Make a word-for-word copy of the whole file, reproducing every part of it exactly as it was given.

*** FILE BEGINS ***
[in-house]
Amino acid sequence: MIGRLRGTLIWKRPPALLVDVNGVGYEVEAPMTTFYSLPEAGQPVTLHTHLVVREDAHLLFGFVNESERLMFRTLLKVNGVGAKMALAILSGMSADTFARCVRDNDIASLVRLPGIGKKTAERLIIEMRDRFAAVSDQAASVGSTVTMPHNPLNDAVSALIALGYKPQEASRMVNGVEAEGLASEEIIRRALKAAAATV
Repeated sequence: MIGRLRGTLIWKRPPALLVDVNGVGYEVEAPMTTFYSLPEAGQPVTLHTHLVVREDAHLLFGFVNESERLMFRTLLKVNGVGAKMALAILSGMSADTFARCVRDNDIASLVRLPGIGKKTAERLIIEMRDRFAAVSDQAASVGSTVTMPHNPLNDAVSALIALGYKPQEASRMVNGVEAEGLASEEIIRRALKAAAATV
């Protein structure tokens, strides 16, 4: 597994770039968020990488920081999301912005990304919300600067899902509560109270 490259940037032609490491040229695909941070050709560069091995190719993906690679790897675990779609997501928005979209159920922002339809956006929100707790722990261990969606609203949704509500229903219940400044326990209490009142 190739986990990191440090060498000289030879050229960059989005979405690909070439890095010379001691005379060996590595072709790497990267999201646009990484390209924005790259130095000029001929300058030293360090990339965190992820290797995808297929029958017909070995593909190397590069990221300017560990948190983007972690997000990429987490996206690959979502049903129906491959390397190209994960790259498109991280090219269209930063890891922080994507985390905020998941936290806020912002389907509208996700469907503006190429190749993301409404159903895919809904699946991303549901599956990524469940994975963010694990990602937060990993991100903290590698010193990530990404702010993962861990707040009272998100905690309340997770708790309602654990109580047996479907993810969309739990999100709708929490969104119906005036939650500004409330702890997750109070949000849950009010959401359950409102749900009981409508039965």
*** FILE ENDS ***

[in-house]
Amino acid sequence: MIGRLRGTLIWKRPPALLVDVNGVGYEVEAPMTTFYSLPEAGQPVTLHTHLVVREDAHLLFGFVNESERLMFRTLLKVNGVGAKMALAILSGMSADTFARCVRDNDIASLVRLPGIGKKTAERLIIEMRDRFAAVSDQAASVGSTVTMPHNPLNDAVSALIALGYKPQEASRMVNGVEAEGLASEEIIRRALKAAAATV
Repeated sequence: MIGRLRGTLIWKRPPALLVDVNGVGYEVEAPMTTFYSLPEAGQPVTLHTHLVVREDAHLLFGFVNESERLMFRTLLKVNGVGAKMALAILSGMSADTFARCVRDNDIASLVRLPGIGKKTAERLIIEMRDRFAAVSDQAASVGSTVTMPHNPLNDAVSALIALGYKPQEASRMVNGVEAEGLASEEIIRRALKAAAATV
């Protein structure tokens, strides 16, 4: 597994770039968020990488920081999301912005990304919300600067899902509560109270 490259940037032609490491040229695909941070050709560069091995190719993906690679790897675990779609997501928005979209159920922002339809956006929100707790722990261990969606609203949704509500229903219940400044326990209490009142 190739986990990191440090060498000289030879050229960059989005979405690909070439890095010379001691005379060996590595072709790497990267999201646009990484390209924005790259130095000029001929300058030293360090990339965190992820290797995808297929029958017909070995593909190397590069990221300017560990948190983007972690997000990429987490996206690959979502049903129906491959390397190209994960790259498109991280090219269209930063890891922080994507985390905020998941936290806020912002389907509208996700469907503006190429190749993301409404159903895919809904699946991303549901599956990524469940994975963010694990990602937060990993991100903290590698010193990530990404702010993962861990707040009272998100905690309340997770708790309602654990109580047996479907993810969309739990999100709708929490969104119906005036939650500004409330702890997750109070949000849950009010959401359950409102749900009981409508039965």